Shelby, who last year blocked Moseley’s bid to become the “executive agent” for UAVs and added a provision to last year’s appropriations bill to ensure the Army would continue to purchase its own UAVs, publicly acknowledged the tension between the services.
“Our top military priority should be the success and safety of our troops, and I am always concerned when service rivalries threaten the cohesion of our deployed forces,” said Shelby, who represents the state where the Army manages its UAV programs. “I continue to support the Army’s efforts to use their effective and combat-proven tactical UAV assets on the battlefield.”
In the midst of the tiff between the Air Force and the Army last week, the Navy awarded a $1 billion contract to Northrop Grumman for UAVs in the Broad Area Maritime Surveillance program, making them a more active player down the road.
The difficulty for Moseley is that he’s carrying extra baggage into the fight.
Gates’ speech last week also came after the Defense Department’s inspector general found that a two-star Air Force general steered a $50 million multimedia support contract to a company led by a man with long-standing ties to the service. That hit followed reports of security lapses resulting in nuclear fuses being shipped to Taiwan, and the “bent spear” incident in which nuclear warheads were mistakenly sent unsecured between domestic Air Force bases. And this isn’t the first time Gates has publicly repudiated the Air Force’s investment decisions.
Part of the Air Force’s problem, in the eyes of the Pentagon and many critics, is that the Air Force is too devoted to stealth fighter jets — the F-22 Raptor — when it’s asking for $20 billion more than its budget request to upgrade its fleet and has made cuts to surveillance and radar programs that could help in Iraq.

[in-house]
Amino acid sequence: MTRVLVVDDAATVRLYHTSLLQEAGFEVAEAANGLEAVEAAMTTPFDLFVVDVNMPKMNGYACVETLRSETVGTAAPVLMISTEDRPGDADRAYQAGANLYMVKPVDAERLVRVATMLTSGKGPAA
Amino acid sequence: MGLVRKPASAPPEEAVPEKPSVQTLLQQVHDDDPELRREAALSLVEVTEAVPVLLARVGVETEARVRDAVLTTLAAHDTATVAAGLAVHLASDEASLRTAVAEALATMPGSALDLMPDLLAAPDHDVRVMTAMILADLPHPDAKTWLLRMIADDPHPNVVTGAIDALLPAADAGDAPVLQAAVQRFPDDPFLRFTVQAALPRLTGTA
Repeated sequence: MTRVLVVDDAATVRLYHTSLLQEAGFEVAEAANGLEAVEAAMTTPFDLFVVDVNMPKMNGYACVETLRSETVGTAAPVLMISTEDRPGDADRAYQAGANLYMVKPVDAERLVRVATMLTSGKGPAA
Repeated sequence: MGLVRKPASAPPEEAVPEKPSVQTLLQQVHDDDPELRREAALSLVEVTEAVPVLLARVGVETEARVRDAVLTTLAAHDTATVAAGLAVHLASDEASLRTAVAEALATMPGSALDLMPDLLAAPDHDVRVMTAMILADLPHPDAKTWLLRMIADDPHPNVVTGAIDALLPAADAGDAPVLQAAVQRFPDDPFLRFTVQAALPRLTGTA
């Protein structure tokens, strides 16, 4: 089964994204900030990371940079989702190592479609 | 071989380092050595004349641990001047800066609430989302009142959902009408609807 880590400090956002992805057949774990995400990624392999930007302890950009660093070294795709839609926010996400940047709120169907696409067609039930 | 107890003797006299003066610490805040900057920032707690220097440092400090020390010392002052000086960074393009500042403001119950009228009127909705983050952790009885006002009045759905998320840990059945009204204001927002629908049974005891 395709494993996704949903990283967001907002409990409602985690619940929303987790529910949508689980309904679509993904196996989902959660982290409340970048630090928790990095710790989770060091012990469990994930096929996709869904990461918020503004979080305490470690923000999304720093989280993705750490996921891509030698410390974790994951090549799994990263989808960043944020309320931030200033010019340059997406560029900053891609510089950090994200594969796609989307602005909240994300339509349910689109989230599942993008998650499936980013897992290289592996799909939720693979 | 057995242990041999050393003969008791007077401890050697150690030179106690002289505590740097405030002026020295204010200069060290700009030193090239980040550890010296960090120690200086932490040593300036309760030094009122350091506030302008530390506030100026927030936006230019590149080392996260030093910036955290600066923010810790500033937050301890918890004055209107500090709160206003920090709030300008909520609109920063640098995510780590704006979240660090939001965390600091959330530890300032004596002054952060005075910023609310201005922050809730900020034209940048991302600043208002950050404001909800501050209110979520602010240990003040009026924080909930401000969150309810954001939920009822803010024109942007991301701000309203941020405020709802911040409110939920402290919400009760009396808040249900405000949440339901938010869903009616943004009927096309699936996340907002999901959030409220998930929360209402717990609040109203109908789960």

The Air Force contends it needs the Raptor to face threats from “near peer competitors,” a phrase frequently used by those in the military as a euphemism for China. Stopping the purchase of Raptors now would leave the Air Force with nearly 190, but that wouldn’t be enough for all of its fighter jet squadrons, Dunn said, adding that if Pentagon civilians were so opposed, they should have made a clear decision about the program’s future.
The Pentagon did pass on the opportunity to kill or continue the Raptor in this year’s budget. The production line will close next year without continued orders, and the Pentagon provided in its budget neither money for Raptors nor money to close the line.
That leaves saving the Raptor this year up to Congress, and the Air Force has strong support on Capitol Hill to do it. Support for future purchases of the plane will be driven by a pair of Georgia Republicans, Sen. Saxby Chambliss and Rep. Phil Gingrey.
But in his speech last week, Gates hinted at a new way ahead for the Air Force’s fighter fleet. He suggested that the Air Force partner with other nations to build its fleet the way the Navy has worked with allies to establish a “thousand-ship navy.”
“I ask you to think through what more we might do through training and equipping programs or other initiatives to enhance the air capabilities of other nations,” Gates said, “and whether, for example, we should pursue a conceptual hundred-wing air force of allies and partners to complement the thousand-ship navy now being leveraged across maritime commons.”